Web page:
Just back again from the deliciously juicy, turgid gardens of Marlborough, NZ, and while I’ve been ranting about the joys and the unrealized potential of dry gardening for years, I still find that I can have the wind punched from my guts by gardens so hydrated – so pumped with H2O – that I feel like some desiccated, no-longer-functional part of my physiology or psychology is being revivified by osmosis alone.
To enter a garden like Hortensia House (above), that is run through with a deep stream of spring-sourced water, is like being spontaneously connected to an intravenous drip. You can hear every cell sighing in relief.
Barewood – above, below and further below
The mental image I have is of me crawling on my hands and knees through desert sands, and finding myself, semi-dazed, in a dripping green oasis. Lying on my back after a long drink, I gingerly scan my convictions about dry gardening and detect a sneaking suspicion that my enthusiasm has been little more than a mental survival strategy.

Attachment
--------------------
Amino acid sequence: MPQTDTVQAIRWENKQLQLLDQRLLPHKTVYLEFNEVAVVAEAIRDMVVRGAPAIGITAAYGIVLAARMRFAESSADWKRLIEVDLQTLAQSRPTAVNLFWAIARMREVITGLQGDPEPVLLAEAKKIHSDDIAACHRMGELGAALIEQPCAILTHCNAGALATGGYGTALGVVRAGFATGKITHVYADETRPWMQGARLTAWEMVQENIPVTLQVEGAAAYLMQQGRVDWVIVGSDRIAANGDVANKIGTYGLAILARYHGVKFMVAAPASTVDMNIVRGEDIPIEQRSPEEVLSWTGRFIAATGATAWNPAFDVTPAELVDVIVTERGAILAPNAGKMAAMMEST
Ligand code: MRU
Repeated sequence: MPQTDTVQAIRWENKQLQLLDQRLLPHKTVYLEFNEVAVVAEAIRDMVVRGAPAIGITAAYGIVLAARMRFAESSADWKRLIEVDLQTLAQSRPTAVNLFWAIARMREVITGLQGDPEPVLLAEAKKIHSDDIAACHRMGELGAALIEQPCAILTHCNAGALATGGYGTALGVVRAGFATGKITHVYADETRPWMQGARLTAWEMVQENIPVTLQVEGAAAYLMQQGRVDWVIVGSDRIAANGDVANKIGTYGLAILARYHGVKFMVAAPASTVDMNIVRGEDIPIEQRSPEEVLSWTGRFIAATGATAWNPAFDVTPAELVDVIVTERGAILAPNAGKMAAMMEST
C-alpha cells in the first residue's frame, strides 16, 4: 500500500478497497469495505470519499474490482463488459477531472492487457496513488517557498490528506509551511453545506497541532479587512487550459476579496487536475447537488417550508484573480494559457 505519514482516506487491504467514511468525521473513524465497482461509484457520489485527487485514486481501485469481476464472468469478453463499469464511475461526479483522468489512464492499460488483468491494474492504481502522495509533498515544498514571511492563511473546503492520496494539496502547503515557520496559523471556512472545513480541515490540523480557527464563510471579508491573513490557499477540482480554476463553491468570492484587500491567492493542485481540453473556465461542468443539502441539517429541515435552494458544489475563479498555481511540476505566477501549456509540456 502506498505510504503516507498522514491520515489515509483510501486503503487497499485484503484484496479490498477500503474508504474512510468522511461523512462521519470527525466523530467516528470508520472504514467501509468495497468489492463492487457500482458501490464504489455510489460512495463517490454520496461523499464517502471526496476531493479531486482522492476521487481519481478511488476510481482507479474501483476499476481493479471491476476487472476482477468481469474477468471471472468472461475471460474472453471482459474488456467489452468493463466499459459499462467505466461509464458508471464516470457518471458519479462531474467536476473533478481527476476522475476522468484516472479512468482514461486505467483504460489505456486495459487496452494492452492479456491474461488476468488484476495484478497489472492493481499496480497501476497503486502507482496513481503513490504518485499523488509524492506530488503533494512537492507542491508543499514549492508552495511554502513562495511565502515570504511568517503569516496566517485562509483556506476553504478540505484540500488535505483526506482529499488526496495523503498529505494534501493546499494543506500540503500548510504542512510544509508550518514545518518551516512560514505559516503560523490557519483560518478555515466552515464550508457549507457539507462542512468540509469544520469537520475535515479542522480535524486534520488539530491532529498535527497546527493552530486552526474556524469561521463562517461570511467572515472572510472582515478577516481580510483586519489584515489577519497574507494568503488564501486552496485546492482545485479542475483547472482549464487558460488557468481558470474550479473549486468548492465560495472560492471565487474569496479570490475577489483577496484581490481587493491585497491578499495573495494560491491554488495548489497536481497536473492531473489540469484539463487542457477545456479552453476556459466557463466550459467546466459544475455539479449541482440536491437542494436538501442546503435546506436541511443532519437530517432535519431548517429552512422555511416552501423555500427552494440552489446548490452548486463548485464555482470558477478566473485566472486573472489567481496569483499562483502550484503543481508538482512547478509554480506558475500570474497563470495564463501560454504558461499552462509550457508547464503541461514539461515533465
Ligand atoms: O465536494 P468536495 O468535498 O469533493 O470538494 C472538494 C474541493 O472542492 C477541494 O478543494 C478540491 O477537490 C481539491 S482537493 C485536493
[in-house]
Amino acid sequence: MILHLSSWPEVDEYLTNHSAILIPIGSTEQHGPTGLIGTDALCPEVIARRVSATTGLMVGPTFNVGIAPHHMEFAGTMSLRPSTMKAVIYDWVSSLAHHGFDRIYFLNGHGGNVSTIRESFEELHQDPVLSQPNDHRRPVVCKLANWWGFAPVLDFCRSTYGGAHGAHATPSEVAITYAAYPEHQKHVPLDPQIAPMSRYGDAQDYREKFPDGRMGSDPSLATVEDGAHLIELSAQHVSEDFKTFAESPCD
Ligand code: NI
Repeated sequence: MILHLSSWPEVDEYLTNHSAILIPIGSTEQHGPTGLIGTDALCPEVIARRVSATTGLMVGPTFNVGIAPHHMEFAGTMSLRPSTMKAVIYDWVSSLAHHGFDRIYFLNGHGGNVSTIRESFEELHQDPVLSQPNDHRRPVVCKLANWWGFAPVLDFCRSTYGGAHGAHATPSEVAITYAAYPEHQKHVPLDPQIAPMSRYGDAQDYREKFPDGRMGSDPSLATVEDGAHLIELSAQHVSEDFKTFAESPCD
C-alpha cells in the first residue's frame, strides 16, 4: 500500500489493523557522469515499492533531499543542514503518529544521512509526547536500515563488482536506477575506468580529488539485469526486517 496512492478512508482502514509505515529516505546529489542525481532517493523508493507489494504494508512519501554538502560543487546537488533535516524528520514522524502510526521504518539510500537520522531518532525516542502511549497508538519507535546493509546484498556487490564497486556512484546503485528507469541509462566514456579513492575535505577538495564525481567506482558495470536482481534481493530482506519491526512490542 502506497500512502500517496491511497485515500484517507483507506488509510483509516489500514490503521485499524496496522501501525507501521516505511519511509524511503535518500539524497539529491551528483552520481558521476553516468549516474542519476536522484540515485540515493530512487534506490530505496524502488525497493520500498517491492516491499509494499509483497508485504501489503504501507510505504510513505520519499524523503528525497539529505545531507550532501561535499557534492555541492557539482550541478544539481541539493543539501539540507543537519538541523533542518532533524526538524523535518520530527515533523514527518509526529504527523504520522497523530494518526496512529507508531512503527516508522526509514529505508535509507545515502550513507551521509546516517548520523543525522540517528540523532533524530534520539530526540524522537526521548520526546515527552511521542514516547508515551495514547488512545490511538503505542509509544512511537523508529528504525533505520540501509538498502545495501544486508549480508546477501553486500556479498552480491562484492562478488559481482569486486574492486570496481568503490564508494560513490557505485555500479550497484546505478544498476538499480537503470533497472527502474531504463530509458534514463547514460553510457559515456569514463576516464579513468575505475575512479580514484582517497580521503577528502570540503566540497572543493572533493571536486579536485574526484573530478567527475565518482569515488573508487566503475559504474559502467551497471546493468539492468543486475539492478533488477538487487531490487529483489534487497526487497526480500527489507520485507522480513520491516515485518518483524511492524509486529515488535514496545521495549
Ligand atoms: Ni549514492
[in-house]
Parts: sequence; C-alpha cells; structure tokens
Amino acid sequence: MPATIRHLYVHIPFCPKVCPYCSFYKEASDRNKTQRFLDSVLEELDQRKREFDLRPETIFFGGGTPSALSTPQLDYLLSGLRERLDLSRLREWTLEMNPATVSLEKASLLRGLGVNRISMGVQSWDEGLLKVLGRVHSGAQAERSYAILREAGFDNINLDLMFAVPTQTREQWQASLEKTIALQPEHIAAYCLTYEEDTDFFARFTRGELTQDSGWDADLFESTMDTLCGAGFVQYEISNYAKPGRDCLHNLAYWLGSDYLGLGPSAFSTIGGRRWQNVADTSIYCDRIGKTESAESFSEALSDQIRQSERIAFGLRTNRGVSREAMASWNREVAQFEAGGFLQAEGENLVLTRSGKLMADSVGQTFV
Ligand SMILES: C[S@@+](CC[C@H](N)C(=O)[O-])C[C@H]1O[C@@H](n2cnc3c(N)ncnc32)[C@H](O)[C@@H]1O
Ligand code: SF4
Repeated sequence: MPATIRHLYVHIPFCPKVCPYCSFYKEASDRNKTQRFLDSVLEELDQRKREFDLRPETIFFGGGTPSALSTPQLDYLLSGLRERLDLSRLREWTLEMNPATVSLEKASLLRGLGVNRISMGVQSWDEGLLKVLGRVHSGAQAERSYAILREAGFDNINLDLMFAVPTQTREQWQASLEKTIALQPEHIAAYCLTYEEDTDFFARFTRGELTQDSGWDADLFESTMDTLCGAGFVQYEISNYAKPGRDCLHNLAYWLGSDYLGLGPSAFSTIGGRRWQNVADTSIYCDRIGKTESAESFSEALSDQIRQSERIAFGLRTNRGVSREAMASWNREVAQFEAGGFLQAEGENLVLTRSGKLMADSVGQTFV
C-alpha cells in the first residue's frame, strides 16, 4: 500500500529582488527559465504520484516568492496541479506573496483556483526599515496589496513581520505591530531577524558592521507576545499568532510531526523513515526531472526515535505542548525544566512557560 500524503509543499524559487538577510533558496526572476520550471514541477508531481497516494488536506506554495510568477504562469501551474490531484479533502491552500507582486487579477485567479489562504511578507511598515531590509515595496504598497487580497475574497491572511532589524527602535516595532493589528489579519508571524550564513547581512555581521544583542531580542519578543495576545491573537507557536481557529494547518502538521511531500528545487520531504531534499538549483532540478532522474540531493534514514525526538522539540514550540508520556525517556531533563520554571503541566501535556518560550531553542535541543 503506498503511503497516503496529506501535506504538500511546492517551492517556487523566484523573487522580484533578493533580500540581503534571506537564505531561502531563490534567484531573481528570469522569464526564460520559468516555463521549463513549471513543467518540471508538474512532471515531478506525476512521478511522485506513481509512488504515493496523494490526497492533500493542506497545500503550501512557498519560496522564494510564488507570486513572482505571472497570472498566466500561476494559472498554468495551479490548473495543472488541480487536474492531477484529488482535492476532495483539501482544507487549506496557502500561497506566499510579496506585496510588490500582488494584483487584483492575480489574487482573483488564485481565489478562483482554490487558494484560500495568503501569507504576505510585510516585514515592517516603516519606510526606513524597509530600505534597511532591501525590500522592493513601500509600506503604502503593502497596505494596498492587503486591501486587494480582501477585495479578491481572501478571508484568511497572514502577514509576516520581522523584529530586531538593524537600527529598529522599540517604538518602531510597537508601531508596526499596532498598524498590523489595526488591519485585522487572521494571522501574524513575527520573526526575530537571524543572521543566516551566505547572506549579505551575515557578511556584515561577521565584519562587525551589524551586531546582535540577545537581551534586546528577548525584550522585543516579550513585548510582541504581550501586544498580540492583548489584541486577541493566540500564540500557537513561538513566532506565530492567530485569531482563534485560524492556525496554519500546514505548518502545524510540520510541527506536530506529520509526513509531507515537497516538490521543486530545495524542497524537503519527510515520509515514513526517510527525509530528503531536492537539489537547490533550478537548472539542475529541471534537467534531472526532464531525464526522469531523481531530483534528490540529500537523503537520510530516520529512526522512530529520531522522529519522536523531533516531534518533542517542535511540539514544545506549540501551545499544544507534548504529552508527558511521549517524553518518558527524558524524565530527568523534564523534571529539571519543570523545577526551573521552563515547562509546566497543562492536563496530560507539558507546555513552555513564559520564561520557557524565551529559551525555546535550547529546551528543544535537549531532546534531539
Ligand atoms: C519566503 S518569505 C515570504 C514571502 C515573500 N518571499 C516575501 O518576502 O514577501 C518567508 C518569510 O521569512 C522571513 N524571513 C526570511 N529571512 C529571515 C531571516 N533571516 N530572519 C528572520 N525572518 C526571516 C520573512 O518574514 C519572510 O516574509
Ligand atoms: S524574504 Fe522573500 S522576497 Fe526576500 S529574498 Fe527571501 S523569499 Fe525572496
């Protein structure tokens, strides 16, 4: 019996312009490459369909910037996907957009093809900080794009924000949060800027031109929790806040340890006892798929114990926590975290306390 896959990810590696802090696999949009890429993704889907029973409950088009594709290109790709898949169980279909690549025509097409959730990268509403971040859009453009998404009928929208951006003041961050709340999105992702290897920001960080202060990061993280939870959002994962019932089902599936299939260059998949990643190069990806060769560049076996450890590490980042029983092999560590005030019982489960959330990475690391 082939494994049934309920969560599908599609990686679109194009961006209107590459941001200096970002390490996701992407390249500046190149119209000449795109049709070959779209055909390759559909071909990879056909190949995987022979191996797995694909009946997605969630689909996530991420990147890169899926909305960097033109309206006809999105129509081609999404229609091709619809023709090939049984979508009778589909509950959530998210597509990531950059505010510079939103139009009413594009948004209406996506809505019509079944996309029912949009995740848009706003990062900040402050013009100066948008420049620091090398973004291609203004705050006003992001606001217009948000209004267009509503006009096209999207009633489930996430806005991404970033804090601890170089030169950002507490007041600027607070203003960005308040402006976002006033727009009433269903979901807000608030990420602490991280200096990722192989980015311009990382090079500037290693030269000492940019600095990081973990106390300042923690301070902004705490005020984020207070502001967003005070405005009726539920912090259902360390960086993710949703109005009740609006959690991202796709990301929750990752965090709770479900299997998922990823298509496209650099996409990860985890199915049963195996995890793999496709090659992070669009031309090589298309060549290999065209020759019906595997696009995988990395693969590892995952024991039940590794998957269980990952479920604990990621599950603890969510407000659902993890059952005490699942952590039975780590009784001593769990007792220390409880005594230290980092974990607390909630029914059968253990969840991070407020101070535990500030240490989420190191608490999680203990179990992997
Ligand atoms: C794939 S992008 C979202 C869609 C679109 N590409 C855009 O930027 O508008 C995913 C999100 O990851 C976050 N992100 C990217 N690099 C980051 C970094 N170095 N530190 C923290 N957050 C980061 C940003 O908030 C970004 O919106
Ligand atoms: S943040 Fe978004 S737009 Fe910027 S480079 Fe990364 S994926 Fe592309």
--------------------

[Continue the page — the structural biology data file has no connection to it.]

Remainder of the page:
But it’s a suspicion I can’t entertain. I live in a location with an average rainfall of 800ish mm, which is yet to break 500mm this year. While the average total isn’t too bad, I’m on tank water only, and five adult-sized users of these tanks will run them near-dry by the end of summer. So I don’t water the garden at all. I don’t even attempt to grow veggies in summer. A few pots in important positions survive on the cold water we collect while we wait for the hot water to reach our bathroom (about 6l each time).
So I’ve got to fill my head with highly desirable dry gardens. In my super-hydrated stupor, I could only think of one. I had to keep chanting to myself – ‘Remember Nicole de Vesian. Remember Nicole de Vesian. Think only on Nicole de Vesian’. Her undeniably desirable La Louve alone kept me on track. I couldn’t, in the moment, think of any others.
Please – for the sake of my rapidly dehydrating sanity – remind me of more!